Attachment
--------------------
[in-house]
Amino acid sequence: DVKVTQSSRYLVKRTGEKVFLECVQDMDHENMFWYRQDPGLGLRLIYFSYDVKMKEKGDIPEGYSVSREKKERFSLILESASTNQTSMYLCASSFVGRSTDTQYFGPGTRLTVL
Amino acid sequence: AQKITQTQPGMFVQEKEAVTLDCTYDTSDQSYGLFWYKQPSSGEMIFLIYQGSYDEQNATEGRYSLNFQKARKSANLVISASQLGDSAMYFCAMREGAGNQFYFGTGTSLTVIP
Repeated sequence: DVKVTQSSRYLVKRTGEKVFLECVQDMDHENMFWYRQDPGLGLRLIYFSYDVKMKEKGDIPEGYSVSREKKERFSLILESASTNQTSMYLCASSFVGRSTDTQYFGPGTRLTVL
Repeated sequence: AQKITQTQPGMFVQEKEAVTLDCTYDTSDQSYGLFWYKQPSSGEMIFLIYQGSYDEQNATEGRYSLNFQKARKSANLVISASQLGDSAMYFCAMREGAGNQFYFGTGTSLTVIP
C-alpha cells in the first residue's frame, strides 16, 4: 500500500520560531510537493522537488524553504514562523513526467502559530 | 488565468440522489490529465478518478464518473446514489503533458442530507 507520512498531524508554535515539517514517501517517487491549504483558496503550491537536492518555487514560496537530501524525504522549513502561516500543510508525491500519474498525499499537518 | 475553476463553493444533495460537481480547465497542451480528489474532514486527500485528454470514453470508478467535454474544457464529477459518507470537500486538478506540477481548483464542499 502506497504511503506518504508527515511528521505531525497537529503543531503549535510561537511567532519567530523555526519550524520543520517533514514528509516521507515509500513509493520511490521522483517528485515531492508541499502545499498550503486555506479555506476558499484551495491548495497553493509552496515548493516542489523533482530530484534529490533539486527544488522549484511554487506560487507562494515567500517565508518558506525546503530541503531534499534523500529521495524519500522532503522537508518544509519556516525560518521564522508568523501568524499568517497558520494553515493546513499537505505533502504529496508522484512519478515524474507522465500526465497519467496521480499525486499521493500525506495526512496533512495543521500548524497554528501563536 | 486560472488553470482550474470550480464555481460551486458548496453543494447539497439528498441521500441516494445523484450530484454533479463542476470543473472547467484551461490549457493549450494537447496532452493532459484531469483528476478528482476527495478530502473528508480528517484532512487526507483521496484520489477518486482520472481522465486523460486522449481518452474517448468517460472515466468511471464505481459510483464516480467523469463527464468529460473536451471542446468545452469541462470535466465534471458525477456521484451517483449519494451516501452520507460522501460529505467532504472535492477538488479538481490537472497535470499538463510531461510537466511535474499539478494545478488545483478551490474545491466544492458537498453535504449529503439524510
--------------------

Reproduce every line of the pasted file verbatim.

[in-house]
Amino acid sequence: DVKVTQSSRYLVKRTGEKVFLECVQDMDHENMFWYRQDPGLGLRLIYFSYDVKMKEKGDIPEGYSVSREKKERFSLILESASTNQTSMYLCASSFVGRSTDTQYFGPGTRLTVL
Amino acid sequence: AQKITQTQPGMFVQEKEAVTLDCTYDTSDQSYGLFWYKQPSSGEMIFLIYQGSYDEQNATEGRYSLNFQKARKSANLVISASQLGDSAMYFCAMREGAGNQFYFGTGTSLTVIP
Repeated sequence: DVKVTQSSRYLVKRTGEKVFLECVQDMDHENMFWYRQDPGLGLRLIYFSYDVKMKEKGDIPEGYSVSREKKERFSLILESASTNQTSMYLCASSFVGRSTDTQYFGPGTRLTVL
Repeated sequence: AQKITQTQPGMFVQEKEAVTLDCTYDTSDQSYGLFWYKQPSSGEMIFLIYQGSYDEQNATEGRYSLNFQKARKSANLVISASQLGDSAMYFCAMREGAGNQFYFGTGTSLTVIP
C-alpha cells in the first residue's frame, strides 16, 4: 500500500520560531510537493522537488524553504514562523513526467502559530 | 488565468440522489490529465478518478464518473446514489503533458442530507 507520512498531524508554535515539517514517501517517487491549504483558496503550491537536492518555487514560496537530501524525504522549513502561516500543510508525491500519474498525499499537518 | 475553476463553493444533495460537481480547465497542451480528489474532514486527500485528454470514453470508478467535454474544457464529477459518507470537500486538478506540477481548483464542499 502506497504511503506518504508527515511528521505531525497537529503543531503549535510561537511567532519567530523555526519550524520543520517533514514528509516521507515509500513509493520511490521522483517528485515531492508541499502545499498550503486555506479555506476558499484551495491548495497553493509552496515548493516542489523533482530530484534529490533539486527544488522549484511554487506560487507562494515567500517565508518558506525546503530541503531534499534523500529521495524519500522532503522537508518544509519556516525560518521564522508568523501568524499568517497558520494553515493546513499537505505533502504529496508522484512519478515524474507522465500526465497519467496521480499525486499521493500525506495526512496533512495543521500548524497554528501563536 | 486560472488553470482550474470550480464555481460551486458548496453543494447539497439528498441521500441516494445523484450530484454533479463542476470543473472547467484551461490549457493549450494537447496532452493532459484531469483528476478528482476527495478530502473528508480528517484532512487526507483521496484520489477518486482520472481522465486523460486522449481518452474517448468517460472515466468511471464505481459510483464516480467523469463527464468529460473536451471542446468545452469541462470535466465534471458525477456521484451517483449519494451516501452520507460522501460529505467532504472535492477538488479538481490537472497535470499538463510531461510537466511535474499539478494545478488545483478551490474545491466544492458537498453535504449529503439524510